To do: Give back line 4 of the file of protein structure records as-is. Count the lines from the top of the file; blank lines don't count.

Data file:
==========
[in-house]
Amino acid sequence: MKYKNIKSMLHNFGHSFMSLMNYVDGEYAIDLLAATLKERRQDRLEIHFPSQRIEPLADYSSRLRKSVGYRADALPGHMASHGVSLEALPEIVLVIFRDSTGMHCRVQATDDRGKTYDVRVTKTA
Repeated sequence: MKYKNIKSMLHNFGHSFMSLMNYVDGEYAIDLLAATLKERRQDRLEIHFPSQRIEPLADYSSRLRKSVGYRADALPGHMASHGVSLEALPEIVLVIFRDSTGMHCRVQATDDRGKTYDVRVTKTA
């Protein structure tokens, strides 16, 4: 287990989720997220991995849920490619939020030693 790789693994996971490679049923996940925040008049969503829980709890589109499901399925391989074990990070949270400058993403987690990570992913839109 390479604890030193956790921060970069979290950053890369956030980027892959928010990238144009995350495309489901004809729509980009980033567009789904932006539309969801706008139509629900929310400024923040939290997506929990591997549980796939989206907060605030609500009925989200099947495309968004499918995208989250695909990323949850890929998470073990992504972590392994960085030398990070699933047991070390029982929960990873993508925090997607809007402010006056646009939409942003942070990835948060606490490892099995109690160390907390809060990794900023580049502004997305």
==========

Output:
């Protein structure tokens, strides 16, 4: 287990989720997220991995849920490619939020030693 790789693994996971490679049923996940925040008049969503829980709890589109499901399925391989074990990070949270400058993403987690990570992913839109 390479604890030193956790921060970069979290950053890369956030980027892959928010990238144009995350495309489901004809729509980009980033567009789904932006539309969801706008139509629900929310400024923040939290997506929990591997549980796939989206907060605030609500009925989200099947495309968004499918995208989250695909990323949850890929998470073990992504972590392994960085030398990070699933047991070390029982929960990873993508925090997607809007402010006056646009939409942003942070990835948060606490490892099995109690160390907390809060990794900023580049502004997305």